“Prospective customers are doing their homework and looking at not only cost, but efficiency and rethinking what type of aircraft they are using for different missions,” says Santo. “They want to ensure they are receiving the best value with a provider that is focused on their specific needs.”

“It’s safe to say that every consumer of business aviation, irrespective of the solution they’re currently in, is asking themselves, ‘Is there a smarter way now?’” says Flexjet’s Knebel, who encourages business leaders to make deliberate evaluations of the services available. “They should be wondering, ‘Would a different solution or different set of products serve me more cost effectively?’”

Preparing for Take off

The rub is knowing which business aviation solution best suits your specific needs. “You need to know what destination(s) you will travel to, how many passengers will be traveling, how often will you travel and how long will you stay away,” says Riegel. “Of equal importance is knowing your budget, how you will expense it and whether it’s a short or long term solution.”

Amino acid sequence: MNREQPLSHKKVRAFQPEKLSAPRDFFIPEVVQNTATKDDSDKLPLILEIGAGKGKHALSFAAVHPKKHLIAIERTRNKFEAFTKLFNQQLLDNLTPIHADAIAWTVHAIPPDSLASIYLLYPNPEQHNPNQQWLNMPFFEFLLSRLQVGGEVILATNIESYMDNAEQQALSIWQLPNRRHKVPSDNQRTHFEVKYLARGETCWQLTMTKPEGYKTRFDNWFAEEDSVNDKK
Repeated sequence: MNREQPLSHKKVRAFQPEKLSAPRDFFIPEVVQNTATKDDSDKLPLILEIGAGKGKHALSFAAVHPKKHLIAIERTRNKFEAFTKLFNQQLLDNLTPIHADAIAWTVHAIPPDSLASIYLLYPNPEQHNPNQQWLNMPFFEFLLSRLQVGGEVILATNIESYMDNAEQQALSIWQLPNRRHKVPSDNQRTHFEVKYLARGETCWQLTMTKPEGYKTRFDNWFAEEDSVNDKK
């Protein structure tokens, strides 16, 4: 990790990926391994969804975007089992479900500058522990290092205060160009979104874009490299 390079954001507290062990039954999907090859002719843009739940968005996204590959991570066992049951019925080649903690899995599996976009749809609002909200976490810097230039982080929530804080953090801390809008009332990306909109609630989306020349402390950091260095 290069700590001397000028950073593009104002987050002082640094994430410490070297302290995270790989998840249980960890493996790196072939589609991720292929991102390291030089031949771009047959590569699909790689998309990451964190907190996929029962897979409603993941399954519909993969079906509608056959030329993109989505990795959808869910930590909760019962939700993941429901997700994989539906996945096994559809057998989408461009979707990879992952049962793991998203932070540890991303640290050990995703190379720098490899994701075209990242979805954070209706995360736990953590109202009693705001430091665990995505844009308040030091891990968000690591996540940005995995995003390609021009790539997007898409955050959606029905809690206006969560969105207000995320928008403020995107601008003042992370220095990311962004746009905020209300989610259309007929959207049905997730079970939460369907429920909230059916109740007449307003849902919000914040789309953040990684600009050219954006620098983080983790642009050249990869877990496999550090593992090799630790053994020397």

For instance, if you need to travel from New York to St. Charles or Moline or Chattanooga, it’s tough to get to any of them in one day via commercial airlines, says Knebel. “A charter solution may be more cost effective than other solutions, as long as it’s available. But if the other 75 percent of your trips are to other difficult-to-reach places and you tend to stay there for two to four days at a time, a jet card or fractional program might be more cost effective,” he says. “The solution must fit the need.”

Once you’ve decided which type of service you need, you can drill down to the companies that provide those services, and choose from the various plane types. “Then you need to start asking the more difficult questions about financials and liabilities to minimize your risk and exposure,” says Riegel, who cautions that buyers need to consider the fine print when contracting for aviation shares. “Start by asking each provider where the hidden costs are, and how they can guarantee that you won’t exceed [your expected costs].”

Careful negotiation is critical, particularly in the fractional marketplace, where deals are “very nuanced and mismatches can be costly,” he adds. For example, all providers increase hourly fees as aircraft get older often hiding those increases among obscure footnotes which means used aircraft shares can look attractive at first glance, but actually be more costly than shares in a brand new or younger aircraft.

Despite this caveat emptor marketplace, businesses that shop carefully can reap the rewards of finding good value. “You can spend a lot of money and waste it but the right deal can be worth many hundreds of thousands of dollars,” says Riegel. And that’s not counting any additional productivity and comfort gained.